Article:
Epstein-Barr virus protein can “switch on” risk genes for autoimmune diseases

I just wanted to share with you this new piece of research that I have come across….

Basically, it is saying that if you carry the genes for autoimmune diseases (and many of them – celiac disease for example) are genetic, then if you contract Epstein-Barr (also known as the kissing disease, mononucleosis or glandular fever) the virus can “turn on” those autoimmune disease genes and result in the development of an autoimmune disease.  This “turning on” of genes is called Epigenetics which is a new and emerging branch of science.  Basically certain environmental conditions (could be external environment or internal environment) can trigger the genes to start expressing whatever they are coded to express.  This can result in disease states such as the autoimmune diseases.

Well I guess that this explains why I developed celiac disease. I am heterozygous for all of the celiac genes (this means I have a copy of them each of my chromosomes), and I had EBV as a young adult when I was in my very early 20’s… Interestingly, I started developing the symptoms of a gluten sensitivity in my early 20’s as well, a couple of years after my EBV Dx…. but it was not diagnosed as full celiac disease until I was in my 40’s. That means I was probably suffering from it for a good 20 years as an undiagnosed celiac, which explains the extensive gut-damage that they found at the biopsy.

“the researchers found that EBNA2 [a protein produced by EBV] and its related transcription factors activate some of the human genes associated with the risk for lupus and several other autoimmune diseases, including multiple sclerosis, rheumatoid arthritis, inflammatory bowel disease, type 1 diabetes, juvenile idiopathic arthritis and celiac disease.”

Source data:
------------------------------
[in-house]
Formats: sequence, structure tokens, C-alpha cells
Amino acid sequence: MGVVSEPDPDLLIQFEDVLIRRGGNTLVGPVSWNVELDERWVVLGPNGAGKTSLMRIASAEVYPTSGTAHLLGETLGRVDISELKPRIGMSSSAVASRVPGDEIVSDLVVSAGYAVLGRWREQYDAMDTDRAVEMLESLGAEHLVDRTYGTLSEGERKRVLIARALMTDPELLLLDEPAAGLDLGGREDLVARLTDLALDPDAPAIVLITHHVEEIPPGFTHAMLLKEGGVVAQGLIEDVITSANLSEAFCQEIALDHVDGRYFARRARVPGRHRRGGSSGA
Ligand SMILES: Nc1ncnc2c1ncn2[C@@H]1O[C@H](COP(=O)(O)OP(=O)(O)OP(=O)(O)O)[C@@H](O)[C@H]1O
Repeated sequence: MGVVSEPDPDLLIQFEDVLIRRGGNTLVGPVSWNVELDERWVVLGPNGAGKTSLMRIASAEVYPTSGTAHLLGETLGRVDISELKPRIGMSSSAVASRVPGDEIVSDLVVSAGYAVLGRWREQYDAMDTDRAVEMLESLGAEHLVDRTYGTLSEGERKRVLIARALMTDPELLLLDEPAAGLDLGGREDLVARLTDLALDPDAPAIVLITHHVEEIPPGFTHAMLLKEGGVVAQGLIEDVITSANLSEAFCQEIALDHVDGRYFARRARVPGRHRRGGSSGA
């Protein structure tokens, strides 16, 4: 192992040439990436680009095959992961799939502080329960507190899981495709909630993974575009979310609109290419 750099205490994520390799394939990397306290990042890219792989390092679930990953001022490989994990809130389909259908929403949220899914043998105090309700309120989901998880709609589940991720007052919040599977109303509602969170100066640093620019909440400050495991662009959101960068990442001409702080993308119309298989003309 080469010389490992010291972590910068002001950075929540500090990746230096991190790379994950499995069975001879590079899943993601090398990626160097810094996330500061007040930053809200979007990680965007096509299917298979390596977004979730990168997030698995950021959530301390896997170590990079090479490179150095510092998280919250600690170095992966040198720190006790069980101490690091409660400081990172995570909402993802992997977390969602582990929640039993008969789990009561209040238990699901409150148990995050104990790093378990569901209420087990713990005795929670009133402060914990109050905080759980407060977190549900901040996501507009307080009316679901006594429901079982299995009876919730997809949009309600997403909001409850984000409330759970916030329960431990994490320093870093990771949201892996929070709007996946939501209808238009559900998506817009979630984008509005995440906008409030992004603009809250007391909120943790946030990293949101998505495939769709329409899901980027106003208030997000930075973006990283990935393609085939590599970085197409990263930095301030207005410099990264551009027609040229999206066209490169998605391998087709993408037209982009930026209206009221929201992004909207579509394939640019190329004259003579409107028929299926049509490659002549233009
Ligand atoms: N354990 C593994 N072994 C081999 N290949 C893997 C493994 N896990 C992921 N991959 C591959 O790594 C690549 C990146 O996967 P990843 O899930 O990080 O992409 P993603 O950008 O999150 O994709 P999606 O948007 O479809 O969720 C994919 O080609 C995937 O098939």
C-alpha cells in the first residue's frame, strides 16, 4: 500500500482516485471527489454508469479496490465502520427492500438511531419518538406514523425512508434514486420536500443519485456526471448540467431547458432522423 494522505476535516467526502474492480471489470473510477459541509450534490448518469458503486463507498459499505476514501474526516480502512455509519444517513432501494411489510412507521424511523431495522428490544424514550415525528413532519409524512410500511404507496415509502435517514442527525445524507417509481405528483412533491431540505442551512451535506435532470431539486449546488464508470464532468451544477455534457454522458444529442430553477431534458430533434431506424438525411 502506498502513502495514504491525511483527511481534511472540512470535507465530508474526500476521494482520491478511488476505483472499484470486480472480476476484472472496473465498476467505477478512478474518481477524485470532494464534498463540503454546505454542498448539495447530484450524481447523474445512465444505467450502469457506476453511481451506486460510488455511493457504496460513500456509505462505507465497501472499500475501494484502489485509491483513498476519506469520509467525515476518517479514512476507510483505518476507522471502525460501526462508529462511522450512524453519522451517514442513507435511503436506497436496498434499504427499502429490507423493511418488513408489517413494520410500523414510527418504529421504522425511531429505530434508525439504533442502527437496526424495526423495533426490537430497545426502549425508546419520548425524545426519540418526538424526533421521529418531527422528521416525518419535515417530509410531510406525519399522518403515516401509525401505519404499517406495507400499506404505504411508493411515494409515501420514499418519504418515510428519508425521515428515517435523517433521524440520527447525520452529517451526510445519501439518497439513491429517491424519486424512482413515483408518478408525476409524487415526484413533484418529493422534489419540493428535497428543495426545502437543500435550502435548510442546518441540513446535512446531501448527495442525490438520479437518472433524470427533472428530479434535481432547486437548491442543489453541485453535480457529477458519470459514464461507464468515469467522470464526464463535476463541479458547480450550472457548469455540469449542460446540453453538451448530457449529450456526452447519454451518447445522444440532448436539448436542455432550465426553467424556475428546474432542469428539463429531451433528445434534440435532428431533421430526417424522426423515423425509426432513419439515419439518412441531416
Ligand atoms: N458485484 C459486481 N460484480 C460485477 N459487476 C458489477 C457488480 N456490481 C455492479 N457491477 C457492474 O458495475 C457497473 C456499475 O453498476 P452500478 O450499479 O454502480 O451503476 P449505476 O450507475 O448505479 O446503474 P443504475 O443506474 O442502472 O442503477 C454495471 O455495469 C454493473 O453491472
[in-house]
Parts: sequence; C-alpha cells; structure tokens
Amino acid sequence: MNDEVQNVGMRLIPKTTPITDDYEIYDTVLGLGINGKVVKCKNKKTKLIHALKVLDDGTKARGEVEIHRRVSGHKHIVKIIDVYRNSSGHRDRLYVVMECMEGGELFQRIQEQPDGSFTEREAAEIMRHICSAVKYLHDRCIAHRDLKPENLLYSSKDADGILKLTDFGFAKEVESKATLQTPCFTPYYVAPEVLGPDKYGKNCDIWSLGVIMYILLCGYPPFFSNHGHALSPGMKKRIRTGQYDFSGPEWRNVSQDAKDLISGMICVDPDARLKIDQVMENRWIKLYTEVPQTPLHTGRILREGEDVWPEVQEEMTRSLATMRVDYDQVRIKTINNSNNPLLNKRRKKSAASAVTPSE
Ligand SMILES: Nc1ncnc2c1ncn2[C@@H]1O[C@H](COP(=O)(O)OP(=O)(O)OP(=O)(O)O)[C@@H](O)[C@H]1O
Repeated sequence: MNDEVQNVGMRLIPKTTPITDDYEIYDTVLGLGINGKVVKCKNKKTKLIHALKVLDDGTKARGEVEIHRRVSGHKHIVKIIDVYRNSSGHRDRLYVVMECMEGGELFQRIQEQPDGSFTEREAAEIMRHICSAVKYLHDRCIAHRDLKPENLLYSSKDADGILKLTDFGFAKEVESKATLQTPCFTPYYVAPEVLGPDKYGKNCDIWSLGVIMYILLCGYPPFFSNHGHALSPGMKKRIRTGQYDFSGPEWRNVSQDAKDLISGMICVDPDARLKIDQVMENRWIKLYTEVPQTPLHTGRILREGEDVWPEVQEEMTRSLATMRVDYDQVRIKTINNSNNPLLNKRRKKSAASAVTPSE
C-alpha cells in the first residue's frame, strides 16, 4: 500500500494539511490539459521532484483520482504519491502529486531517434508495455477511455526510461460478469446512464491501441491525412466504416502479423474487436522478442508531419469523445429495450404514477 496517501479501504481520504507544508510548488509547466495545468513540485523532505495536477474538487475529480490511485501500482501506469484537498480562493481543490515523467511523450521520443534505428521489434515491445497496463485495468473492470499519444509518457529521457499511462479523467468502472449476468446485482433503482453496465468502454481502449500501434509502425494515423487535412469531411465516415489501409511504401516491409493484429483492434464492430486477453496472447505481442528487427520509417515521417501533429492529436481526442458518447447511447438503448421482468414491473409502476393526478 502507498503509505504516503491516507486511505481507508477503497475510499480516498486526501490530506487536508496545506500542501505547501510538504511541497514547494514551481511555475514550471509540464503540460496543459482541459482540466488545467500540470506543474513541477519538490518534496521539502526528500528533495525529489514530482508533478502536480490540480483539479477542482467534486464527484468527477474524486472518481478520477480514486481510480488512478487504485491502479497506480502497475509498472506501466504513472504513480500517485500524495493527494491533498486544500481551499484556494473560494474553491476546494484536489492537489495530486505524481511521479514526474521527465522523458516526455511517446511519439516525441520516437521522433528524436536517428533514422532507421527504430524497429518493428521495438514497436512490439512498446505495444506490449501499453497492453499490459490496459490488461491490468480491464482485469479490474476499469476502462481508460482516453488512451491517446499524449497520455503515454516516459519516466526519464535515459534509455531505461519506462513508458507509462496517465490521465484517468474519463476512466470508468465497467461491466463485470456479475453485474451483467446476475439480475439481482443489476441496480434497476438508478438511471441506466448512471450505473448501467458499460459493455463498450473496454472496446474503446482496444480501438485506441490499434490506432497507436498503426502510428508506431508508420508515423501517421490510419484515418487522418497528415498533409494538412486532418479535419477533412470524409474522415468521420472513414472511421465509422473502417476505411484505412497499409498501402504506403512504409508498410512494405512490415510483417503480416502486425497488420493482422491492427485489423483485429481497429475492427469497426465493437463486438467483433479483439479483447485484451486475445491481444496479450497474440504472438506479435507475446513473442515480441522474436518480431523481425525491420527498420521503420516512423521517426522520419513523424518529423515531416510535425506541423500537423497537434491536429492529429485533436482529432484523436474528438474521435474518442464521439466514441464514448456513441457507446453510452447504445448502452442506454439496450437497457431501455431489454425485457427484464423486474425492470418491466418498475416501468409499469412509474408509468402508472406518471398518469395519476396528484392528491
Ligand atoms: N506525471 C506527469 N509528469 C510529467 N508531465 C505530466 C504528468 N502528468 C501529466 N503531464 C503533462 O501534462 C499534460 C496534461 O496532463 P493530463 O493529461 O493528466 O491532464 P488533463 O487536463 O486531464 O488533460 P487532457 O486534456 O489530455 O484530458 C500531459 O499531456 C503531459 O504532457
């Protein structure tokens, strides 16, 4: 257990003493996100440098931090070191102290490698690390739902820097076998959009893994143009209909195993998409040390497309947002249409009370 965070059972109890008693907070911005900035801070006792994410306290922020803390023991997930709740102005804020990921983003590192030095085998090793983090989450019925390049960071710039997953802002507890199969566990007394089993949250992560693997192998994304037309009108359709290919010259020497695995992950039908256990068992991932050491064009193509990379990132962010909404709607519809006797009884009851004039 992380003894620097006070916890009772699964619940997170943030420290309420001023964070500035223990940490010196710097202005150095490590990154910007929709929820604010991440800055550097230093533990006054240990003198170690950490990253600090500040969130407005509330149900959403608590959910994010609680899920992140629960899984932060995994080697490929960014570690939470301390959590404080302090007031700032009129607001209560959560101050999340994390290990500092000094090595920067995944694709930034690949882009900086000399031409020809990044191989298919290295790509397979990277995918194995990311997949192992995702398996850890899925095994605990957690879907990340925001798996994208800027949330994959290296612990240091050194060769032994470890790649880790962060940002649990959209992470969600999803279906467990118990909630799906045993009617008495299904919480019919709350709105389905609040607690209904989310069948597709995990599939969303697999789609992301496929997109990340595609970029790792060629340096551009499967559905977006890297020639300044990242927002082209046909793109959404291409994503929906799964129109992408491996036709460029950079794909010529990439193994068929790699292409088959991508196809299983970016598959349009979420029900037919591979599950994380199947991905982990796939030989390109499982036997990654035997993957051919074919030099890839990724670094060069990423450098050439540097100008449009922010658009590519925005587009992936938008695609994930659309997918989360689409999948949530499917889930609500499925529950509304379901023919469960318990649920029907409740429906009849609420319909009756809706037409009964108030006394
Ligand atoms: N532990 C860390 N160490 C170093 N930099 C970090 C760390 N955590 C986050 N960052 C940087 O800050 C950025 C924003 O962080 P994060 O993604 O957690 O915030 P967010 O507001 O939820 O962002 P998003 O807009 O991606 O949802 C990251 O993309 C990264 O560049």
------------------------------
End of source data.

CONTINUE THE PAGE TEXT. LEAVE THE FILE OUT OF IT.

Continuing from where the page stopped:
In other words for me, celiac disease was a foregone conclusion….

And it was probably the damage to my gut-lining that resulted from the Celiac diseases, that lead to my development of the dairy (Casein) allergy in my mid 30’s. Not only is casein cross-reactive with gluten, but the damage to my gut lining would have lead to the partially digested casein molecules leaking into my blood triggering the autoimmune response. And it is probably also responsible for my sensitivity to nightshades as those proteins will also leak through the damaged gut lining.

Now it all makes sense.

But this also demonstrates the importance of a few things:

  1. if you have a close family member with Celiac disease or another autoimmune disease, get genetically tested. .A close family member is defined as a sister, a brother, a child or a parent.  (Please my children take NOTE of this!  I have celiac disease which increases your susceptibility to getting it yourself!).  These tests are non-invasive, they are a simple blood test that can be ordered at the same time that you have blood taken at your annual health check – just ask your doctor to include them.  For the genetic testing you can also use companies as simple as 23-and-me or Ancestry genetics that use saliva or mouth scrapings, and then run the results through a program like genetic genie (there are others too).
  2. if you find that you have the genes for any autoimmune disease (this includes celiac disease) get regular blood tests (best done at the time of your annual bloodwork) to test for autoimmune antibodies specific to the AI disease that you carry the genes for.  If you test positive for the autoimmune antibodies, it means you have developed the autoimmune disease and then you can get treatment for it before it becomes problematic.  In the case of Celiac disease, this would mean eliminating all gluten in everything you eat to avoid further gut-lining damage.
  3. If you have the genes for an AI disease but not the antibodies, get tested regularly for the antibodies (at your annual blood check) to monitor if you develop the antibodies which would signify that you have an AI disease.
  4. If you develop EBV (Epstein-Barr) in any of its forms (kissing disease, Mononucleosis, Glandular Fever etc,) even if it was in the past, get tested for autoimmune antibodies in your blood work.

And if you test positive for all of the above, consider AIP (the Autoimmune Protocol) to help control the development of the symptoms and manage it.   The best jThs would be in addition to any recommendations that your doctor makes.   AIP is not an “instead of what the doctor says” kind of protocol, it is an “in addition to what your doctor says” protocol.